Ethelbert Williams | Crain's Orlando

In this ongoing series, we ask executives, entrepreneurs and business leaders about mistakes that have shaped their business philosophy.

Ethelbert Williams

Background:  

InstaNatural is an Orlando-based manufacturer and online retailer of consumer skincare and haircare products made with organic ingredients and without harmful ingredients such as parabens, sulfates, artificial colors or dyes. The brand is distributed throughout the U.S. and Europe, and is one of the largest beauty brands on Amazon.com.

The Mistake:

Trying to stretch a brand to a new price point without having the capability on the team.

As a marketer, one of the key remits that I have throughout my career is driving innovation on the brands that I’m working on – and finding new ways to expand the brand and move them into new channels or categories, new consumer segments or new geographies.

Earlier in my career about 10 years ago, I was working on a consumer brand that we were really looking to stretch in the consumer beauty and personal care space. Essentially, we made a misstep and took the brand into a category that did not resonate with our consumer. The initiative ended up failing, and we ended up discontinuing the product altogether. This was a brand that on its own had been really successful with all its other launches. But it was a complete commercial failure in the category that we launched in.

And I think for me [I learned] there are three core components that are the background for why it didn’t work. I think, one is really understanding and being true to what your brand equity is all about, what it means in your consumers’ hearts and minds – and making sure you stay true to that. Two is really understanding who your consumer is, what he or she is all about, and making sure that you’re servicing that consumer with the most amazing solutions.

Three is making sure that you have the right capability to stretch and go where you need to. And the reality is that we were trying to stretch the brand to a new price point. It was a luxury category, and it was a capability that we didn’t have native on the team. It was obvious pretty early on because a lot of the leading indicators for us to be successful at retail weren't [there]. We weren’t getting distribution. We weren’t getting sales.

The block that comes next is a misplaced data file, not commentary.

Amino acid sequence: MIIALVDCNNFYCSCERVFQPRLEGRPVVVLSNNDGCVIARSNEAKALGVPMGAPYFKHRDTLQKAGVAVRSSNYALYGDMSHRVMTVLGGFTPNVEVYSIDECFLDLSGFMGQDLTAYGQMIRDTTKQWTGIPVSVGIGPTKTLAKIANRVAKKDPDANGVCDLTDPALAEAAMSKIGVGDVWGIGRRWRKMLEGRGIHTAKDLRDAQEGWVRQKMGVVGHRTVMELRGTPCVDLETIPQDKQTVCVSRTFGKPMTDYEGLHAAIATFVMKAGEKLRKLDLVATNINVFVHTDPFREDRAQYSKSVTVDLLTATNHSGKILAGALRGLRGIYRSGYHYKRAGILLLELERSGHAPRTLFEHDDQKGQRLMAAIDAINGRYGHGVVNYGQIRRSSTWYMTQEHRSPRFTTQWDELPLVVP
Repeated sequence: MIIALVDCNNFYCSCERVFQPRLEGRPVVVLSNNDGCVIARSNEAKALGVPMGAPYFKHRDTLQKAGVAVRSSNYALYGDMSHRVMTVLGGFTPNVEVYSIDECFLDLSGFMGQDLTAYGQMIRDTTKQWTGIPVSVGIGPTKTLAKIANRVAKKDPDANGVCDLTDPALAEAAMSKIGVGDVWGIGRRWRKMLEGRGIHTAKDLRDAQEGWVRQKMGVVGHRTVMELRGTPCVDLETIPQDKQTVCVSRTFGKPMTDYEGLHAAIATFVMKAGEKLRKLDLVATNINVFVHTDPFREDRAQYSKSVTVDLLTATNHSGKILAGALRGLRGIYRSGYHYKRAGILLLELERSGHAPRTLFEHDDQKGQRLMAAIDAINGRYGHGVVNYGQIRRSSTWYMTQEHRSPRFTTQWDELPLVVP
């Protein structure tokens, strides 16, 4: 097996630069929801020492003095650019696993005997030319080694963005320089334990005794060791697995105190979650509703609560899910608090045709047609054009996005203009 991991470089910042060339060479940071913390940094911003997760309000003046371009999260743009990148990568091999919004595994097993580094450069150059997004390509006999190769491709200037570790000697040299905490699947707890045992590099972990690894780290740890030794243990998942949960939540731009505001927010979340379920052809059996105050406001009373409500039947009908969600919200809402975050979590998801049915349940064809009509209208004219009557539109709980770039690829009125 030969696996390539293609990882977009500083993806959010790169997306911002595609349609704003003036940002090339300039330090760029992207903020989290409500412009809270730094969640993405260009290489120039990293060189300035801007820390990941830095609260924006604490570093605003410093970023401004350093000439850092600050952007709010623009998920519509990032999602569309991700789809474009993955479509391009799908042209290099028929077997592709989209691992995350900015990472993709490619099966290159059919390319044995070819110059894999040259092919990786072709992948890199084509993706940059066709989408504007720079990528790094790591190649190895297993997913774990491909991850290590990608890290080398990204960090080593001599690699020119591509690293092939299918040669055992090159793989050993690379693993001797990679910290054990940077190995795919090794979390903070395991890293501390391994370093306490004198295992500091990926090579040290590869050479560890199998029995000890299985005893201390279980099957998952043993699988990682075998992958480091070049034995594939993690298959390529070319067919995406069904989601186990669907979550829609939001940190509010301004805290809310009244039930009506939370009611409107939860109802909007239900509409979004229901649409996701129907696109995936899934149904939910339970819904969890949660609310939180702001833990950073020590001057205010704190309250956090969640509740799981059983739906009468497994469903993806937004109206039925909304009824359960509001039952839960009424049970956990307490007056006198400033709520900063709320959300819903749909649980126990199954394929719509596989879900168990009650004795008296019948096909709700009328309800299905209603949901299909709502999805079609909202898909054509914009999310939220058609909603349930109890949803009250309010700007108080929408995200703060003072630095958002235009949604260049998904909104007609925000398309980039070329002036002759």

For example, this was a premium product that, at retail, was put behind the counter or put behind a glass door as many premium products are. But that was a different way of shopping from how our consumer shopped. Our consumer was 18 to 24, and that consumer wasn’t used to going up to the counter and asking you to pull out that product.  

So the external factors were there, but the internal factor was we didn’t have the capability. We hadn’t built the capability and the right to win and be successful as we were looking to stretch the business.

We hadn’t built the capability ... as we were looking to stretch the business.

The Lesson:

From that mistake, the biggest thing that I learned was to make sure that you have the right capability in place that’s needed to go after the commercial opportunity.

I really have brought [that lesson] forward. For me, when it comes to trying to win in a market, given all the changes [since then] with digital and e-commerce and how consumers are shopping, it’s about making sure you have the right people and the right talent.

It has me behaving differently in a couple different contexts. When it comes to the capability piece, I am just so intimately involved in the organizational design, recruiting and staffing choices. And I’m personally very hands-on when it comes to the development of our talent at all levels of the organization.

What I also learned was to make decisions. I was privileged to work with a team to make some quick decisions so we could minimize the commercial and financial impact. So that was also a lesson, to be quite honest.

Follow InstaNatural on Twitter at @InstaNatural and Ethelbert Williams at @tellnation.

Photo courtesy of InstaNatural

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